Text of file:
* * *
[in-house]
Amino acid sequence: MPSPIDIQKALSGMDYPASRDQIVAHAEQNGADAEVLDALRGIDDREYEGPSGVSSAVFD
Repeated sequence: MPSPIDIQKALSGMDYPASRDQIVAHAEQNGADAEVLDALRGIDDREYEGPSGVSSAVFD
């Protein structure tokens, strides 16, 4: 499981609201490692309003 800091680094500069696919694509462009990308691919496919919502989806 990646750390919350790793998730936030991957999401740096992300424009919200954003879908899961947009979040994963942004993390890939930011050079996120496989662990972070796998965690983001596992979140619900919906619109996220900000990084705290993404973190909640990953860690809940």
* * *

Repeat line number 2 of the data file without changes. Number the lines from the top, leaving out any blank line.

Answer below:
Amino acid sequence: MPSPIDIQKALSGMDYPASRDQIVAHAEQNGADAEVLDALRGIDDREYEGPSGVSSAVFD